Pee in cup
Last month, on the last day of my cycle, I purchased the diva cup. The first time I tried it, it worked great. I did not pee during those hours. It worked great, no leak, I could actually see the blood inside the cup and it was comfortable.
I used it after just to get the practice of putting it in. When I peed I had a problem. I went to pee and the cup felt extremely full and heavy. I tried to pee and only a trickle came out. I removed the cup and the pee gushed out. The cup was full of pee that has been sitting in it. Not only that, it smelled bad since the pee had been sitting in it for a while.
Yesterday I saw a spot of blood twice when wiping so I decided let me try the cup again because I’m excited about having it.
I put it in. Feels comfortable. Go pee. Pee regularly comes out but at the very end of the steam, cup begins to feel heavy. I remove, again pee inside. I rinse and put back.
What an I doing wrong? Is it the position? I have a low cervix, is that the problem? I know it’s inserted all the way, only the stem is near my entrance.
Bear with me, I don’t ever think someone is a “moron” and I’m not trying to be condescending. I’m simply trying to shed some light on the situation…as questioned in this forum.
If you’re in doubt and it’s troubling you, please ask your doctor. I asked mine because this question came up countless of times in FB groups (the possibility of urine in a menstrual cup). Although I went to school to be in the medical field and I worked for an OB-Gyn, I am NOT a medical expert. I don’t believe there is one on this open forum and you don’t have to believe me or my doctor. I just share the info that I have. You can take it or leave it – your choice.
Info for those who may not know and do not read further:
There are three ‘holes’ – the urethra (where urine/pee comes out), the vaginal opening, and the anus. Without any medical anomalies, these do not share a ‘tunnel’ at any point.
Tampon vs Menstrual Cup:
Tampons – There is a possibility that there is urine on a tampon. Since the string is hanging or bunched up outside of the body near the opening to the urethra, there is a chance for urine to be absorbed by it. Can it wick enough to fill a tampon?… I’ll be honest, I don’t know.
Menstrual Cups – Cups sit inside of the vaginal canal separated by a ‘wall’. The cup is either positioned right below or right around the cervix to collect anything that comes out of it from the uterus.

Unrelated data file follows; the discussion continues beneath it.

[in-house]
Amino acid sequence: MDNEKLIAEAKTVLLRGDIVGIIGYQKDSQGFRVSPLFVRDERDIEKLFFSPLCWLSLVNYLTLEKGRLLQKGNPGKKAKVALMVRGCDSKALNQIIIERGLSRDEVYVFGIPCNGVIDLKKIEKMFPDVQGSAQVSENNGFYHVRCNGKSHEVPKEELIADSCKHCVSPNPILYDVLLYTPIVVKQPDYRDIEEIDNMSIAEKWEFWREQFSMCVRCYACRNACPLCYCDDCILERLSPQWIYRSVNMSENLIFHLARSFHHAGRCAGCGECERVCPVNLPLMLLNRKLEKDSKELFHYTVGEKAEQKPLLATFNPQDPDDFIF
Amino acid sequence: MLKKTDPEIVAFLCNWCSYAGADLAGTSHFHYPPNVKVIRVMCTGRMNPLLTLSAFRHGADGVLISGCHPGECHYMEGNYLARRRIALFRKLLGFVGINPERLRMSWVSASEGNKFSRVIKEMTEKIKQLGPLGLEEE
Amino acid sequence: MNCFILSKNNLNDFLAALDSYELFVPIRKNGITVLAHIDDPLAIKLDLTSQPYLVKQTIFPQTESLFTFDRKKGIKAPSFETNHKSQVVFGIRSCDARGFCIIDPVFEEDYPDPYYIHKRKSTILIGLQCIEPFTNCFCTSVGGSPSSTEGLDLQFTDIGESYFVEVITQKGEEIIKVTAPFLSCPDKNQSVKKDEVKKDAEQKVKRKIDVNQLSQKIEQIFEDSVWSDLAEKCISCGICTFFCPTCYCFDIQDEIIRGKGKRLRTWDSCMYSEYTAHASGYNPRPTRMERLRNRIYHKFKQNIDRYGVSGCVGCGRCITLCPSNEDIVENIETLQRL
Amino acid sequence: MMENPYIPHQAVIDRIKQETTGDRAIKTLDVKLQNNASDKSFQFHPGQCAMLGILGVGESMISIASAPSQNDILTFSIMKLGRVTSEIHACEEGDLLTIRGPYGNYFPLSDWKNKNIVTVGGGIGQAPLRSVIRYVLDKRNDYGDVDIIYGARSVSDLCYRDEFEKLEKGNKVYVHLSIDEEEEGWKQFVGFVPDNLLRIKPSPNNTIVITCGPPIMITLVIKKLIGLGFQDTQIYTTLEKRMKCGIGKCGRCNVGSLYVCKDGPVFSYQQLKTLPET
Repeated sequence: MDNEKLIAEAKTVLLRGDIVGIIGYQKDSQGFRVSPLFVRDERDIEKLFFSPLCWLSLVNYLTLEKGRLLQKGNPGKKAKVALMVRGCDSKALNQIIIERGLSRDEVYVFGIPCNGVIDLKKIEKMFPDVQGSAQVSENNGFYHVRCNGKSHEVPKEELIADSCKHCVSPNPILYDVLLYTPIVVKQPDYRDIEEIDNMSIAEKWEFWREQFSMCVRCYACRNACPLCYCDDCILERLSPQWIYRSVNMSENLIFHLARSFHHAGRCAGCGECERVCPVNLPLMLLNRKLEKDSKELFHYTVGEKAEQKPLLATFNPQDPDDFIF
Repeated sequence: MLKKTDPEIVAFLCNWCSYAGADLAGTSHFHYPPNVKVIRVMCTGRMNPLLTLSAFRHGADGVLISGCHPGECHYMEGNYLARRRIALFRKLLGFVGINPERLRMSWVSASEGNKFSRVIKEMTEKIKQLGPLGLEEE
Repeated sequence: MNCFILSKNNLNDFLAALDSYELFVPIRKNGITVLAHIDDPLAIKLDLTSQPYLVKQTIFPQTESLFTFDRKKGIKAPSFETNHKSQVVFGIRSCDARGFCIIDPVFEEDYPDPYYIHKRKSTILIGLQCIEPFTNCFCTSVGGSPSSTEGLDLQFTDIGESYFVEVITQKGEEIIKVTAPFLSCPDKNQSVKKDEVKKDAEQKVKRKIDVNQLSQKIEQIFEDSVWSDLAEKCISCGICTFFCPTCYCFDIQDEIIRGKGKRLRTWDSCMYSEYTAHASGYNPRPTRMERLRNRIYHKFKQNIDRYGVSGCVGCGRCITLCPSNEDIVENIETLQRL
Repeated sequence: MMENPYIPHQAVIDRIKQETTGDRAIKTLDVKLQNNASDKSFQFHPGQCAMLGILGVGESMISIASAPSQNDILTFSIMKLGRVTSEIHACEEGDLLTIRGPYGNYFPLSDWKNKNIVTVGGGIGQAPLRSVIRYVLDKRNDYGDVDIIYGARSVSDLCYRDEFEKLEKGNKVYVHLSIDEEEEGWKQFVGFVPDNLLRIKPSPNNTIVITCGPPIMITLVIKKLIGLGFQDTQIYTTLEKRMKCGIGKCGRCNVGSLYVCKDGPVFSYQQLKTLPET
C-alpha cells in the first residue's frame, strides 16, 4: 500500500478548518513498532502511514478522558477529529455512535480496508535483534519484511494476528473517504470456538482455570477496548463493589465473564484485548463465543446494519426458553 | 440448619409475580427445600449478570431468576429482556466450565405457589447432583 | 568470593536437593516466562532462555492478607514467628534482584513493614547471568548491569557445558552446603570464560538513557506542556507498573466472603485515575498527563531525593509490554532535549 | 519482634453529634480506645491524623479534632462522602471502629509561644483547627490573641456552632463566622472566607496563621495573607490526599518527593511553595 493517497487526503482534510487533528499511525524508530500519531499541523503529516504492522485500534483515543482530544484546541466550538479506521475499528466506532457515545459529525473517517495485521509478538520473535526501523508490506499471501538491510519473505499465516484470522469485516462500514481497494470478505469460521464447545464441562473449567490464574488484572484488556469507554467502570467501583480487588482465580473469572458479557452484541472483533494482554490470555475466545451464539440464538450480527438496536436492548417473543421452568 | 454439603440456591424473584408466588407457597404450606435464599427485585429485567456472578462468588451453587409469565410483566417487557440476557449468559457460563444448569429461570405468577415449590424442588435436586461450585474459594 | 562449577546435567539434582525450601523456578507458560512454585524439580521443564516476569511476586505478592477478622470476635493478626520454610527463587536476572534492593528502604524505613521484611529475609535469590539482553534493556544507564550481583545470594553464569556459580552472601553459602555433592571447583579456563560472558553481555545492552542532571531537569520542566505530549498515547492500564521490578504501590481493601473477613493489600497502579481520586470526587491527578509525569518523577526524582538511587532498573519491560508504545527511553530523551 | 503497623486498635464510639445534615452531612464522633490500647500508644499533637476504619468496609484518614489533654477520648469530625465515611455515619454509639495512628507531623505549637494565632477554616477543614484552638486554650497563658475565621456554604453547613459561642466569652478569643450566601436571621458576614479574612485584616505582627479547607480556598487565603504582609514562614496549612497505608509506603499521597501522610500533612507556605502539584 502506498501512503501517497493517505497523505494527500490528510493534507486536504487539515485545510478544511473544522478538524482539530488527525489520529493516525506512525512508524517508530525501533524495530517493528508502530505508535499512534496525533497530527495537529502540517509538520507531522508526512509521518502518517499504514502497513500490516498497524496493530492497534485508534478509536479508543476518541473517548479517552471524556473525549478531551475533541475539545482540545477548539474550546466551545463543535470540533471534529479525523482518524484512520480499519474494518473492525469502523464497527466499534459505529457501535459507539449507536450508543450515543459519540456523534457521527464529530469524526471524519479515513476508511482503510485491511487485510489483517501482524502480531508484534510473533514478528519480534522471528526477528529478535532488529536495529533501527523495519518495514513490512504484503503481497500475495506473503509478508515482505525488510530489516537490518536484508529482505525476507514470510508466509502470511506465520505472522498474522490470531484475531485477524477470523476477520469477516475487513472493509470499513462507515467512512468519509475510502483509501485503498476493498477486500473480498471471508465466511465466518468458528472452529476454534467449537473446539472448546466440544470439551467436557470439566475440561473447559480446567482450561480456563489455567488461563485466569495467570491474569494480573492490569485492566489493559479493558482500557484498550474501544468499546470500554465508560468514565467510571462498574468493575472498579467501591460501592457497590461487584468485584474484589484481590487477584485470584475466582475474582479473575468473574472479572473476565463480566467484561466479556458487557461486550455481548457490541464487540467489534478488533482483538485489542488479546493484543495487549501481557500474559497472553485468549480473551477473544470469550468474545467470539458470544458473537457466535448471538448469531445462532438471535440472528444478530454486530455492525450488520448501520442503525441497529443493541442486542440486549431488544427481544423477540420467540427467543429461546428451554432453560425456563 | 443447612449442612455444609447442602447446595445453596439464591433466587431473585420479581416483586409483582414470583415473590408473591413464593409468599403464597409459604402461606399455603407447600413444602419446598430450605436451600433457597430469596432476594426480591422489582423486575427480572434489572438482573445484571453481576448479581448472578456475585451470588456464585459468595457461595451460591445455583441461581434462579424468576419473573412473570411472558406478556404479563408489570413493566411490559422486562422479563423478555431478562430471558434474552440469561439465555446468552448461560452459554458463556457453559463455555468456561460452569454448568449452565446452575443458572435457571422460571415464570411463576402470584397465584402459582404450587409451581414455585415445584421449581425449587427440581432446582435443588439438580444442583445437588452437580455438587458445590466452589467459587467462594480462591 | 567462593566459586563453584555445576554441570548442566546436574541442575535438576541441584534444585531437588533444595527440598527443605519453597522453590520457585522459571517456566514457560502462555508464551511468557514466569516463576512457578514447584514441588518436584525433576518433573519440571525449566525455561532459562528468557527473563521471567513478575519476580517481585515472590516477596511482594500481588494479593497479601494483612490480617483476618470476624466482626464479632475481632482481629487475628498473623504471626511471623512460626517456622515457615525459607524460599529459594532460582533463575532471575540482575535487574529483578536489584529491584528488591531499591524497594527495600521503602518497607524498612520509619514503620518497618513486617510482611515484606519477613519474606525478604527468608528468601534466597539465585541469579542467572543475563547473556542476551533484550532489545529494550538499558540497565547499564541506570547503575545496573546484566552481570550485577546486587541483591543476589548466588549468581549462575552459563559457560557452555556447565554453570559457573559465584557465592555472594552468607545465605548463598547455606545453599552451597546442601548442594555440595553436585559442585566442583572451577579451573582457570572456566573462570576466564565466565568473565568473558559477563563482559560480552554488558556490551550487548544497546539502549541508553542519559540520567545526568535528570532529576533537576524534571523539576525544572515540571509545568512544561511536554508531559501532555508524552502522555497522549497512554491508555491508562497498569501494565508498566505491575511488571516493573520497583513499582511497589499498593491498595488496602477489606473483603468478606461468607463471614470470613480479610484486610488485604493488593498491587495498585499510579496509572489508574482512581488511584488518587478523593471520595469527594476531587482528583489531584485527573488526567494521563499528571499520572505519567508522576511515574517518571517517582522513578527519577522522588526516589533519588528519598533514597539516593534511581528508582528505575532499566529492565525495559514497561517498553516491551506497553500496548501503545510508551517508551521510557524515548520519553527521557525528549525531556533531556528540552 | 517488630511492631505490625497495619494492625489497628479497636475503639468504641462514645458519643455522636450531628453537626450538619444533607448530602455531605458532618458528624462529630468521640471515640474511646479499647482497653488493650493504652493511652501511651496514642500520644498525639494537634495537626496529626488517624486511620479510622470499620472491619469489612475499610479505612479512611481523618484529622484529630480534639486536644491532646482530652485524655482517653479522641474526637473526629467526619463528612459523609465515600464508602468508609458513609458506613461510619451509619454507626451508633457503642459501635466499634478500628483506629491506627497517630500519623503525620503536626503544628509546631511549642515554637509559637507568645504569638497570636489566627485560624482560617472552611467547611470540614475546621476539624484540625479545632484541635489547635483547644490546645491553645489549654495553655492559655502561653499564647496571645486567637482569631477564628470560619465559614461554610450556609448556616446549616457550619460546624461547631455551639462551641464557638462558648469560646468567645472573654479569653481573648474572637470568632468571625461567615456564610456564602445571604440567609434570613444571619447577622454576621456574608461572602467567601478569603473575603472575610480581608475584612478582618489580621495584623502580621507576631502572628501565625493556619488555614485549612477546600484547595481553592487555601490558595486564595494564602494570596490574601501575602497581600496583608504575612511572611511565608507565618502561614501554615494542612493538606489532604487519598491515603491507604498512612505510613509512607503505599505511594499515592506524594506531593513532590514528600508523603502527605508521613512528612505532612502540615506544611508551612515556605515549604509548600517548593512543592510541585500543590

Heaviness: Some people feel a weight change in their tampon/cup as it is filled. Bearing down in any way or sitting may make it more prevalent and may cause a cup to be ‘pushed out’ or ‘slip’.
Can urine slide up into the cup?: I honestly can not answer this question definitely and have not asked any doctors about this particular topic, but…
2. If you lay on your back and urinate, then give it enough time to make its way through the folds of your labia, into and through the vaginal canal, squeeze between the vaginal wall and the cup, maybe a little can find its way? I mean, sperm find their way…but then again that’s something totally different.
Only had the cup in for a few seconds:
The vaginal canal always has moisture in it even if you feel ‘dry’. The cup will collect/scoop some of this up when it’s inserted.
Having a urethra a little higher up:
This still does not connect the two ‘tunnels’.
The vagina is an amazing thing! It cleans itself out constantly in the form of vaginal discharge and cervical mucus. It’s the body’s way of maintaining a healthy pH and good bacterial balance and keeping it lubricated. It’s also the vaginas first line of defense against infection and other germs.
During different times in your cycle, you may notice a change in the discharges appearance or smell. It can be mucousy like egg whites, or thicker and stringy. It can even become watery. Some of these you may notice on a regular basis. Other times it can be thin and light enough to dry on your underwear without detection or absorbed by a tampon showing no color.
On a “normal” daily basis:
The vagina will clean itself by producing a clear, mucus-like secretion. It can also be thin and watery. Sometimes this looks more of a milky-white when it dries on your underwear. The amount will fluctuate constantly.
Right before and during ovulation, discharge is normally more stretchy and wet. The body produces more mucus at this time.
Right after your period, the discharge might be browner. People may refer to this as “old blood”. This is your body cleaning it out.
Lifestyle and daily activities can contribute to changes as well, not just your body’s monthly cycle.
Some people experience a noticeably higher amount of watery discharge during and after working out/physical activities or during and after sex.
Some other things that can increase/decrease or change the appearance, consistency, and amount of discharge are:
Hygiene products – soaps & washes
A change in Hormones
Medication, to name a few.
Upsets in the pH and good bacteria balance can lead to vaginal infections.
Changes in the color, amount, consistency, or smell of the vaginal discharge are some signs that there may be a problem. Others may include burning, itching, clumpiness, irritation, or pelvic pain.
If you are experiencing any of these symptoms, it may be a good idea to seek the advice of your doctor. They may check for Yeast Infections, Bacterial Infections (BV), or STIs, and can treat them accordingly.
Again, ask your doctor if you have concerns.